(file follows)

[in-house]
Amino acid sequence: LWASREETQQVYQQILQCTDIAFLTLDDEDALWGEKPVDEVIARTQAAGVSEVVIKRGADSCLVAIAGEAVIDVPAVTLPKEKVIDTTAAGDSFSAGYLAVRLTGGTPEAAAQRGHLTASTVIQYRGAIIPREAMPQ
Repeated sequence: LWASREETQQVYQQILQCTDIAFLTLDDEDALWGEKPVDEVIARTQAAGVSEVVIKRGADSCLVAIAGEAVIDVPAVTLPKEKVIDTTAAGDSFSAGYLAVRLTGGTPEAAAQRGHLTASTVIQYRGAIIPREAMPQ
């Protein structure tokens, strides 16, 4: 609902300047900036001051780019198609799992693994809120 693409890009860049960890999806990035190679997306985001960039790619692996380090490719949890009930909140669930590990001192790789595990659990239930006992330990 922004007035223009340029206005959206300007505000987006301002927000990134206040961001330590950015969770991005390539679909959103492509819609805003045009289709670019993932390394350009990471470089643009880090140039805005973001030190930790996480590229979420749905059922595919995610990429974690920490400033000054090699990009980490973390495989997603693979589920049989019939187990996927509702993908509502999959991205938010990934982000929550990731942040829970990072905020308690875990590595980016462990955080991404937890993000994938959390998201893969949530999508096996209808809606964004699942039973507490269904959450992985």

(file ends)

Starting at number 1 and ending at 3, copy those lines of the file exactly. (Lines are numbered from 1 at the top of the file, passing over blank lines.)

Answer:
[in-house]
Amino acid sequence: LWASREETQQVYQQILQCTDIAFLTLDDEDALWGEKPVDEVIARTQAAGVSEVVIKRGADSCLVAIAGEAVIDVPAVTLPKEKVIDTTAAGDSFSAGYLAVRLTGGTPEAAAQRGHLTASTVIQYRGAIIPREAMPQ
Repeated sequence: LWASREETQQVYQQILQCTDIAFLTLDDEDALWGEKPVDEVIARTQAAGVSEVVIKRGADSCLVAIAGEAVIDVPAVTLPKEKVIDTTAAGDSFSAGYLAVRLTGGTPEAAAQRGHLTASTVIQYRGAIIPREAMPQ